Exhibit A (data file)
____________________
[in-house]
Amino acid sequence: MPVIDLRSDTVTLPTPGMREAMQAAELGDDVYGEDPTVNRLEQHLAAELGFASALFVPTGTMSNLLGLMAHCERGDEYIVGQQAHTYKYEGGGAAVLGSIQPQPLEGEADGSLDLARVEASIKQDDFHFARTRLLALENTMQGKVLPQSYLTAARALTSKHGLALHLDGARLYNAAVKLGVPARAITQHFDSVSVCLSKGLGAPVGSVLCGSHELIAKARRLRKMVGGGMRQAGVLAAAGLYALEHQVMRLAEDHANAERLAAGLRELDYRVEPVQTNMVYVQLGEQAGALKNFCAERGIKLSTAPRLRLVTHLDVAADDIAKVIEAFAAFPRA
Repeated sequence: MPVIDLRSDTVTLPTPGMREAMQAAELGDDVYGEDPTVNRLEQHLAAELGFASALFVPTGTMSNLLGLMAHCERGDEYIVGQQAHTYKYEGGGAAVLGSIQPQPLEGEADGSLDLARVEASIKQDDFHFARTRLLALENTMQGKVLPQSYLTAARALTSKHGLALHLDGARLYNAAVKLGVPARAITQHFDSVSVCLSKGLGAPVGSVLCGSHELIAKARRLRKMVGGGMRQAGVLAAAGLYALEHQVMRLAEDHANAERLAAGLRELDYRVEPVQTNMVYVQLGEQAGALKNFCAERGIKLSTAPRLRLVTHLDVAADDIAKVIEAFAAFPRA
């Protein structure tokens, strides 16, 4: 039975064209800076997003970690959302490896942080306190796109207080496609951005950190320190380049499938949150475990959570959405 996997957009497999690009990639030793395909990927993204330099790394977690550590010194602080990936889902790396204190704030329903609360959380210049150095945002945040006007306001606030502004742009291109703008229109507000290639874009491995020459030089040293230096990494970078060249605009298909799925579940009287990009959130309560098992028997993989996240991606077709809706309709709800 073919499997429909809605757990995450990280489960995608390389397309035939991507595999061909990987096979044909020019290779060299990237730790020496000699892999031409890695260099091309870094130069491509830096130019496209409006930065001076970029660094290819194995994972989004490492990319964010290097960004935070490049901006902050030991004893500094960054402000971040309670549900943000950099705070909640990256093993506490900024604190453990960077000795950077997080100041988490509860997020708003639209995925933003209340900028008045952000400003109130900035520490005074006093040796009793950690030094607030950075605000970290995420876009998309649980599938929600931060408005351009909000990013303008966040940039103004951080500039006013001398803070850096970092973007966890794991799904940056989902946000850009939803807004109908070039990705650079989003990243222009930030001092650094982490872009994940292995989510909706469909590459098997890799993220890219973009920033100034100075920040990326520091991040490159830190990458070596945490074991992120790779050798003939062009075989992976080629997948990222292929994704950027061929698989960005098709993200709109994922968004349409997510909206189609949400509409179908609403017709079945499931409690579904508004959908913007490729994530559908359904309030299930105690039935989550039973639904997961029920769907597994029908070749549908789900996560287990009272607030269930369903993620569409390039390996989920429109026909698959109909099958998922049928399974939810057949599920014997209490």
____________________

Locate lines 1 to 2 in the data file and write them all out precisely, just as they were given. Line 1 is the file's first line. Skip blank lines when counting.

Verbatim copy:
[in-house]
Amino acid sequence: MPVIDLRSDTVTLPTPGMREAMQAAELGDDVYGEDPTVNRLEQHLAAELGFASALFVPTGTMSNLLGLMAHCERGDEYIVGQQAHTYKYEGGGAAVLGSIQPQPLEGEADGSLDLARVEASIKQDDFHFARTRLLALENTMQGKVLPQSYLTAARALTSKHGLALHLDGARLYNAAVKLGVPARAITQHFDSVSVCLSKGLGAPVGSVLCGSHELIAKARRLRKMVGGGMRQAGVLAAAGLYALEHQVMRLAEDHANAERLAAGLRELDYRVEPVQTNMVYVQLGEQAGALKNFCAERGIKLSTAPRLRLVTHLDVAADDIAKVIEAFAAFPRA